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Cannabis "increases psychosis risk"

A study confirms fears that using cannabis can increase the risk of developing psychotic illnesses later in life.

Cannabis is the most commonly used illegal substance in the UK and around 20% of young people report smoking it at least once a week.

Dr Stanley Zammit and colleagues at Bristol University analysed 35 studies and assessed the relationship between cannabis and mental health disorders.

Individuals who used cannabis were 41% more likely to develop any type of psychosis than those who had never used the drug.

The risk of psychosis increased relative to the dose used, with more frequent cannabis users more than twice as likely to develop mental health problems.

But senior author Professor Glyn Lewis at the University of Bristol said it is difficult to judge whether cannabis causes schizophrenia as the user may have other characteristics that predispose them to psychotic illness.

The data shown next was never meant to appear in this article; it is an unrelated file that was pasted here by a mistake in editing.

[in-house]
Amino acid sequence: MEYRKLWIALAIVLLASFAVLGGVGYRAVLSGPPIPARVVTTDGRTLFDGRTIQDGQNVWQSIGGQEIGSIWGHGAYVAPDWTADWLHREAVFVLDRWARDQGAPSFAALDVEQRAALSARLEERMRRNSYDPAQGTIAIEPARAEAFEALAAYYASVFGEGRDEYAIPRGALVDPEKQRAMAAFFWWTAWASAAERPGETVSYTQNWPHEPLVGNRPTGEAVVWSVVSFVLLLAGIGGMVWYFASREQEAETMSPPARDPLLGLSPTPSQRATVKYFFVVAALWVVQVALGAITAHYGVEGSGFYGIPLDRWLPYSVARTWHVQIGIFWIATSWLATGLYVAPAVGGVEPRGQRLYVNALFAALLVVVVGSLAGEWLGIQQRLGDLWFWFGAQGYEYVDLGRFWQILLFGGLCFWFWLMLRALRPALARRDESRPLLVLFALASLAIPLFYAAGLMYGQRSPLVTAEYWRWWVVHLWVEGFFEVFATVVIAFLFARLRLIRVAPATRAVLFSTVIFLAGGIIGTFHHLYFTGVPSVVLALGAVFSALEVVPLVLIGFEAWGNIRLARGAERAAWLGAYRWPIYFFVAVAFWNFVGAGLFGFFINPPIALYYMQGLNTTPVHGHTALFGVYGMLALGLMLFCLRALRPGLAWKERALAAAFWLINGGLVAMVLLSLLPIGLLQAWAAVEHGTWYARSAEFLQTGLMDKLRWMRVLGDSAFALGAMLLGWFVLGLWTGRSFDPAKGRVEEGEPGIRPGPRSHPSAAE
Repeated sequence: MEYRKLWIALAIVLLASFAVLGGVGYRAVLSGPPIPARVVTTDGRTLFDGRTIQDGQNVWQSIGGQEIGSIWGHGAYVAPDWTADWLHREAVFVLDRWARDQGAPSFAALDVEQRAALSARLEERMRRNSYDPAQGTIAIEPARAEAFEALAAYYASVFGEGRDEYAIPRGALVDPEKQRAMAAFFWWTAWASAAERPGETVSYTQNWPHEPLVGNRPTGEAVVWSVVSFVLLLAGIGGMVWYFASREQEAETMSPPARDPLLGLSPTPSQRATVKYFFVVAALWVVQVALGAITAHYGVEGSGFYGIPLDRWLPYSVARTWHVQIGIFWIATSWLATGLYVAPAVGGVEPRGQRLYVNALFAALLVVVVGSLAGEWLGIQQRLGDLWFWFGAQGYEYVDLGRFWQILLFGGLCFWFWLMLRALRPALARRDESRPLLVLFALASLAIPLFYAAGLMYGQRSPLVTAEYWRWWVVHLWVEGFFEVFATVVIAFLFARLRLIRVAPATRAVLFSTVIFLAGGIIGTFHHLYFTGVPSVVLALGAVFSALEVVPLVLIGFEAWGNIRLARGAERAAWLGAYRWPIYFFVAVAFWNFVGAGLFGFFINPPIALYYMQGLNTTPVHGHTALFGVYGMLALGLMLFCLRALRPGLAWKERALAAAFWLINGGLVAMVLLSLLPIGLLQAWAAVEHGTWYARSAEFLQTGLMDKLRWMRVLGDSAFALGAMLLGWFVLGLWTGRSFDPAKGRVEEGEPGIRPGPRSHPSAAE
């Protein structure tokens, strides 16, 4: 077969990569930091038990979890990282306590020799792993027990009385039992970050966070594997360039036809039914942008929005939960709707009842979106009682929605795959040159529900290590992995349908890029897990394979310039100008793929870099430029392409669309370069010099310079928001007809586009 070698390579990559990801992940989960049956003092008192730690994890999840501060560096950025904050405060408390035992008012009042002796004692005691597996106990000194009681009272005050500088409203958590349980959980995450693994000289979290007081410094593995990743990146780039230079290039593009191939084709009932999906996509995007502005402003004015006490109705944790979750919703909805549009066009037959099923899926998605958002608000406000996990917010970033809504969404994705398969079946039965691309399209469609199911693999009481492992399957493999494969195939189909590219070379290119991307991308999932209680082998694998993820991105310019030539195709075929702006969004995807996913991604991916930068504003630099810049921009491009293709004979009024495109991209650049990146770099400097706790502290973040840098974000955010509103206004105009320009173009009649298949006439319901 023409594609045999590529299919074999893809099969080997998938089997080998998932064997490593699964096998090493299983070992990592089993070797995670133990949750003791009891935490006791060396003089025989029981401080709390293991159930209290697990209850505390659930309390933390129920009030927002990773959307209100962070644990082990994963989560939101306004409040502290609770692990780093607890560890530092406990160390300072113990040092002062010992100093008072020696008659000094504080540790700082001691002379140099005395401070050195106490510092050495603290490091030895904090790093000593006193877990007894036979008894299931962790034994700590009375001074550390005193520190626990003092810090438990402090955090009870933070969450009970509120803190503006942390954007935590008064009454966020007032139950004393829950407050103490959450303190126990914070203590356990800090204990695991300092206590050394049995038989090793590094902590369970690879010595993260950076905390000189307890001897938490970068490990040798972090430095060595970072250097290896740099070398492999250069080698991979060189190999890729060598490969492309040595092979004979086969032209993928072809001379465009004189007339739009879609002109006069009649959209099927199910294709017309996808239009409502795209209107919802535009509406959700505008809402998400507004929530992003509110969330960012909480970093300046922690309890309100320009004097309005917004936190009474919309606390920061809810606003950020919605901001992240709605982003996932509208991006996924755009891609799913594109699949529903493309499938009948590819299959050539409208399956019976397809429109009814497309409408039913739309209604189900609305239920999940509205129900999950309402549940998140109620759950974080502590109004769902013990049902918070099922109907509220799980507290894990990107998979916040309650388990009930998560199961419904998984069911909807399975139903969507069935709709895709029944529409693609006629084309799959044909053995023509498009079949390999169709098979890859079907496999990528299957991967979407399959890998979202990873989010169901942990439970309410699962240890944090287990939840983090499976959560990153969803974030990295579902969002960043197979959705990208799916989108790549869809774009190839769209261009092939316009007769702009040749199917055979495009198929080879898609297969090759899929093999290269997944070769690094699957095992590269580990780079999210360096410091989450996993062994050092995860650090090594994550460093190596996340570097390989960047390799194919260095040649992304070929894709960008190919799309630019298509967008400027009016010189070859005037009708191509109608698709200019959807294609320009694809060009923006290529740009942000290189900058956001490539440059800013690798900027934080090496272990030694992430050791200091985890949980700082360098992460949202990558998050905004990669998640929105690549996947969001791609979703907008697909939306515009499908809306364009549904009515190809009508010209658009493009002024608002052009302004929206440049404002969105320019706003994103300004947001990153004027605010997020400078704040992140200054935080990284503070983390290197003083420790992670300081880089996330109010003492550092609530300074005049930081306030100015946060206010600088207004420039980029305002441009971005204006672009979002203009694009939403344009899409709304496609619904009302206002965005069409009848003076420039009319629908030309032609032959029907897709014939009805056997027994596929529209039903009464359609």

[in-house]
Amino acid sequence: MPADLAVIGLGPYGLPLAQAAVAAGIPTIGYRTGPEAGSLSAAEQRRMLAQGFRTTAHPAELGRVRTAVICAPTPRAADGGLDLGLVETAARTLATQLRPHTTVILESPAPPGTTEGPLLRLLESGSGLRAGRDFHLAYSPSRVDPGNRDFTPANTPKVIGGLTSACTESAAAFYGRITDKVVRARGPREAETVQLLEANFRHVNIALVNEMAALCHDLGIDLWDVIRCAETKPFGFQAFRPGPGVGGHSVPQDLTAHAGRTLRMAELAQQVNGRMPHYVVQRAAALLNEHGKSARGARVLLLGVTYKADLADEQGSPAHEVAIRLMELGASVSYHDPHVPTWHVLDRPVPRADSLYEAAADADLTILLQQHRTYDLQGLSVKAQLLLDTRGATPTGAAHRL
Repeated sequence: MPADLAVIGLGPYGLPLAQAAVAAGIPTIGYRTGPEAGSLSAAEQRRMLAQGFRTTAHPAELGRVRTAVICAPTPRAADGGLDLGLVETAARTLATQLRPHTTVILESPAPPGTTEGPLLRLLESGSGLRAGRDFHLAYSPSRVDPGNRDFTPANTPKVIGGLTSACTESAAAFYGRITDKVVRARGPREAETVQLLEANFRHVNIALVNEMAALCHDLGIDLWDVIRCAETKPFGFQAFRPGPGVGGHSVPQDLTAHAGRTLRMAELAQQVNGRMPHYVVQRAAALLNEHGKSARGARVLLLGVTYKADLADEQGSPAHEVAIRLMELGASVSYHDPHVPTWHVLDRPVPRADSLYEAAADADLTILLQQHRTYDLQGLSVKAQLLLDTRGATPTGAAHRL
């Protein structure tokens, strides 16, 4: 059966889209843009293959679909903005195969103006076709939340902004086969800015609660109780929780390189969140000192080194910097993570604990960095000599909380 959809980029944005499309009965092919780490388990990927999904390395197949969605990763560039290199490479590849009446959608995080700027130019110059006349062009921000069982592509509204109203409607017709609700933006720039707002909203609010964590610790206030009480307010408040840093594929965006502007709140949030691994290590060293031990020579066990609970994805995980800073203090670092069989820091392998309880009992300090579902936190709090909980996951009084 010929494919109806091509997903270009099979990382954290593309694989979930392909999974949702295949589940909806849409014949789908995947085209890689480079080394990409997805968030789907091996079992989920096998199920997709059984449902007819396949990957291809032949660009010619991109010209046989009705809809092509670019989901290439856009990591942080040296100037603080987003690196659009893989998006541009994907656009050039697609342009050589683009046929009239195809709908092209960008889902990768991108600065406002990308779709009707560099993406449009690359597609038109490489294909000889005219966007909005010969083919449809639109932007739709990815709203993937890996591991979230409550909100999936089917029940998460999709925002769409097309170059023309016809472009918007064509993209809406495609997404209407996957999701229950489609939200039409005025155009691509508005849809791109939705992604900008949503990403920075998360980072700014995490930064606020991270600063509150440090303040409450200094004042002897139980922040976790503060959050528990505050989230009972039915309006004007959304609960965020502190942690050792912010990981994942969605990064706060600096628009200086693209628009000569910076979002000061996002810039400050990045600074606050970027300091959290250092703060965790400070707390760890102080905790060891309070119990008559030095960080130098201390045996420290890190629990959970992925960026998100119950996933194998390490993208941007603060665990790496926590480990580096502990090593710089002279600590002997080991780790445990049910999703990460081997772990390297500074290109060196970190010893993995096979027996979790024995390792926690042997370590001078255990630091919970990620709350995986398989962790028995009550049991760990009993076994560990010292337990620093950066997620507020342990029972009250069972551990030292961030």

Although he adds: "All the studies have found an association and it seems appropriate to warn members of the public about the possible risk."

Dr Zammitt commented that even if cannabis dose increase the risk of developing psychosis, most people will not be affected.

"Nethertheless, we would still advise people to avoid or limit their use of this drug, especially if they start to develop any mental health symptoms or if they have relatives with psychotic illnesses." he says.

Related story: Cannabis mental health cases rise

University of Bristol

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